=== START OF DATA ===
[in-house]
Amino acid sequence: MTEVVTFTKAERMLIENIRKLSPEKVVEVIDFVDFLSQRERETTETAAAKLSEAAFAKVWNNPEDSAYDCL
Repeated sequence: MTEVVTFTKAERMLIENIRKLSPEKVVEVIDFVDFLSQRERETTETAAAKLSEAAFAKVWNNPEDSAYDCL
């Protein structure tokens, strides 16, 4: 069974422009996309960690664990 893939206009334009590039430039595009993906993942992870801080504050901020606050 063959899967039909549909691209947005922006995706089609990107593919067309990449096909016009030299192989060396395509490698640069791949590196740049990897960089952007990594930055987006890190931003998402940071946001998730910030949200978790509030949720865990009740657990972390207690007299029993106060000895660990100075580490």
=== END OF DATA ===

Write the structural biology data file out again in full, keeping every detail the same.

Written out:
[in-house]
Amino acid sequence: MTEVVTFTKAERMLIENIRKLSPEKVVEVIDFVDFLSQRERETTETAAAKLSEAAFAKVWNNPEDSAYDCL
Repeated sequence: MTEVVTFTKAERMLIENIRKLSPEKVVEVIDFVDFLSQRERETTETAAAKLSEAAFAKVWNNPEDSAYDCL
């Protein structure tokens, strides 16, 4: 069974422009996309960690664990 893939206009334009590039430039595009993906993942992870801080504050901020606050 063959899967039909549909691209947005922006995706089609990107593919067309990449096909016009030299192989060396395509490698640069791949590196740049990897960089952007990594930055987006890190931003998402940071946001998730910030949200978790509030949720865990009740657990972390207690007299029993106060000895660990100075580490």